Kia Sportage

AutoTrader NZ
Published 3 September 2020

Through a series of misadventures over the last 12 months, I’ve only just managed to get behind the wheel of Kia’s new, (well, not so new now) Sportage last week. Even a full year after its launch and amidst strong competition however, this is a mid-SUV that seems one of the more-forward thinking on the market.

Certainly on the styling front the Kia is an utterly desirable trendsetter. Imparting a more compact look than what’s actually on offer from the spacious interior, the proportions offer a nice blend of beefed-up ride height and edgy-design hatch practicality.

Everything a vehicle of this sort should offer in reality, but how many Kiwi 30-something buyers actually aspire to own a RAV4? Kia has seemingly hit the mark dead on with Euro-rivalling looks that offer a genuinely broad appeal.

Inside – once that chemical whiff of Korean plastic, weirdly consistent from SsangYong to Hyundai dissipates – the interior design is fresh-faced and pleasing to use. You can control your i-Pod from the steering wheel audio controls, likewise with the cruise control, a trip computer monitors how much fuel you’re using, the centre stack is snazzily-illuminated like a scene from Tron and all models are equipped with an alarm, active front headrests, six airbags, reversing sensors and rollover-detecting stability control.

My tester was the full-fat Limited all wheel drive, so also picks up leather, or a relatively close facsimile of it, electric driver’s seat, reversing camera, dual zone climate air conditioning, a six disc CD stacker and rain sensing wipers. Given the Sportage sells at hatchback money (range starts at just $33,990 for 2.0-litre front-dragger LX, tops out at $46,990 with 2.4-litre Limited) the specification is something the family will love you for.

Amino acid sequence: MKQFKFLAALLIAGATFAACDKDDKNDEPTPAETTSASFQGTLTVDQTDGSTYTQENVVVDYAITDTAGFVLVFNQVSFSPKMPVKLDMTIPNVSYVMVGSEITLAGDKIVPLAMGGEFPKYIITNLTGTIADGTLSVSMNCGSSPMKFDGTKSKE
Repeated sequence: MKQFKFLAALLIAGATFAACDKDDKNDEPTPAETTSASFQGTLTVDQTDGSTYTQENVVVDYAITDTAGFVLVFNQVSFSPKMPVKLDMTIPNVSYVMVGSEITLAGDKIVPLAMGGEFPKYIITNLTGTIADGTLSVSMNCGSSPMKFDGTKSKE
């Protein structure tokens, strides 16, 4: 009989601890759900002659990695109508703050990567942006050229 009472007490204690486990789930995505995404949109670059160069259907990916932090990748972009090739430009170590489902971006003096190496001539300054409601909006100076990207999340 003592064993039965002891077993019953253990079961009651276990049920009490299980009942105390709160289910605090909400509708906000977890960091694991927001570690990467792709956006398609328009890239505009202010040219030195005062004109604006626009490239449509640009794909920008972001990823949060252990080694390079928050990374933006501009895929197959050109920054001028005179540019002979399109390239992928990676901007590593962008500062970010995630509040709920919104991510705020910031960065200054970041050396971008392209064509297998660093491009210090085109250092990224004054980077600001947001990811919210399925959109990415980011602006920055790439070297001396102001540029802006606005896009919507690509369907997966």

The 2.4-litre ‘world’ engine co-developed with the former DaimlerChrysler / Mitsubishi alliance has proven to be a reliable, albeit unremarkable, performer over the years and that rings true in the Sportage.

Load it up with the family and amounts of gear the large cargo area is capable of holding and the 130kW / 227Nm four cylinder may be left a bit breathless, but that’s entirely forgivable during the day to day commute where the drivetrain and mid-size SUV body generally feel fairly-matched. A standard 6-speed auto further aids drivability and economy too.

A brilliant R-series diesel mill is available to Kia New Zealand in EX and Limited versions costing $47,990 and $51,990 respectively. This will absolutely cope with a full load of camping gear or regular towing duties, but until production can catch up with the global demand, Kiwi’s will have to order, and wait three months, to secure one. Bummer.

Regardless of powertrain, the Sportage hardly embarrasses itself on our roads with nicely-damped multi-link rear suspension and Macpherson struts up front. Kia proclaim an antipodean tweaking to the ride and handling, which is good news; I found it more refined over ruts yet a crisper steer than Hyundai’s pricier ix35, which shares underpinnings with the Sportage, so the brand’s efforts here are commendable.

A side effect of the sleek roofline luggage space is average with 564 litres when the rear seats are occupied or 1353 litres when they’re folded, and the aperture, while wide, doesn’t easily accept taller items.

You’re pretty spoilt for choice in the medium SUV market these days, and until my belated drive of the Sportage I probably would’ve pointed you towards the likes of the ix35, Peugeot 3008 or a 2.5-litre Mazda CX-7.

I knew the Kia looked great, offered a bunch of kit and trumped most competitors on price, but the well-sorted road manners, comfort levels and winning looks have surprised. I really like it; actually, I’d say it’s been one of my favourite new vehicles of the year. Er, I mean last year.

See the Kia Sportage for sale.